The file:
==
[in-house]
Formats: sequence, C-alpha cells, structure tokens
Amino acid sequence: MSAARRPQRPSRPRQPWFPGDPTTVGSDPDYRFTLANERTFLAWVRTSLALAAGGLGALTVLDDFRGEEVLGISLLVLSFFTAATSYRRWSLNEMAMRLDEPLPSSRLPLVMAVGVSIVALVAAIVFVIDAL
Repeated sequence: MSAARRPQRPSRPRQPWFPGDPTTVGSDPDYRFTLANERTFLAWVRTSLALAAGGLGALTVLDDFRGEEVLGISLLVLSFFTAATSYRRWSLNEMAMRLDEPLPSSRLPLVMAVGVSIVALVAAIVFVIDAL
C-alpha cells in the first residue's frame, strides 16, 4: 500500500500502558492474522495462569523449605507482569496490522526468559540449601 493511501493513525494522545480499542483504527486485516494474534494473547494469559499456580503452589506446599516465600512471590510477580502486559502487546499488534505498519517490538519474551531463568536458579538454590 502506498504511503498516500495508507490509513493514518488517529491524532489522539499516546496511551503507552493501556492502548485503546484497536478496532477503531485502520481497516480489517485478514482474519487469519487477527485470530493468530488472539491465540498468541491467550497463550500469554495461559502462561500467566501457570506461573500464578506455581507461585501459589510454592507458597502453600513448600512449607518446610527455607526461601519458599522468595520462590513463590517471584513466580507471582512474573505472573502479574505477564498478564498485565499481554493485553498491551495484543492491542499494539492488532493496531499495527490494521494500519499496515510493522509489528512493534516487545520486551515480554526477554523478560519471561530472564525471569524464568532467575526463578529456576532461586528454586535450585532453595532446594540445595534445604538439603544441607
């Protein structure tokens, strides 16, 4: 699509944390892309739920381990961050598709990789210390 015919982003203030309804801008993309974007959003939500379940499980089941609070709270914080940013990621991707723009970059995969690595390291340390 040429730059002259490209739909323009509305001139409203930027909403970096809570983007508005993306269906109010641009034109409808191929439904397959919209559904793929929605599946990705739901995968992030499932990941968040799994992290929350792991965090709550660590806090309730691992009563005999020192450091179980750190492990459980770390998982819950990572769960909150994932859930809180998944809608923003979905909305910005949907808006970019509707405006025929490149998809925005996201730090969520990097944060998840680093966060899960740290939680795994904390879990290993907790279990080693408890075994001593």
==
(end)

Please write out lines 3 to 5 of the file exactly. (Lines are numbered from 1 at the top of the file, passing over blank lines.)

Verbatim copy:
Amino acid sequence: MSAARRPQRPSRPRQPWFPGDPTTVGSDPDYRFTLANERTFLAWVRTSLALAAGGLGALTVLDDFRGEEVLGISLLVLSFFTAATSYRRWSLNEMAMRLDEPLPSSRLPLVMAVGVSIVALVAAIVFVIDAL
Repeated sequence: MSAARRPQRPSRPRQPWFPGDPTTVGSDPDYRFTLANERTFLAWVRTSLALAAGGLGALTVLDDFRGEEVLGISLLVLSFFTAATSYRRWSLNEMAMRLDEPLPSSRLPLVMAVGVSIVALVAAIVFVIDAL
C-alpha cells in the first residue's frame, strides 16, 4: 500500500500502558492474522495462569523449605507482569496490522526468559540449601 493511501493513525494522545480499542483504527486485516494474534494473547494469559499456580503452589506446599516465600512471590510477580502486559502487546499488534505498519517490538519474551531463568536458579538454590 502506498504511503498516500495508507490509513493514518488517529491524532489522539499516546496511551503507552493501556492502548485503546484497536478496532477503531485502520481497516480489517485478514482474519487469519487477527485470530493468530488472539491465540498468541491467550497463550500469554495461559502462561500467566501457570506461573500464578506455581507461585501459589510454592507458597502453600513448600512449607518446610527455607526461601519458599522468595520462590513463590517471584513466580507471582512474573505472573502479574505477564498478564498485565499481554493485553498491551495484543492491542499494539492488532493496531499495527490494521494500519499496515510493522509489528512493534516487545520486551515480554526477554523478560519471561530472564525471569524464568532467575526463578529456576532461586528454586535450585532453595532446594540445595534445604538439603544441607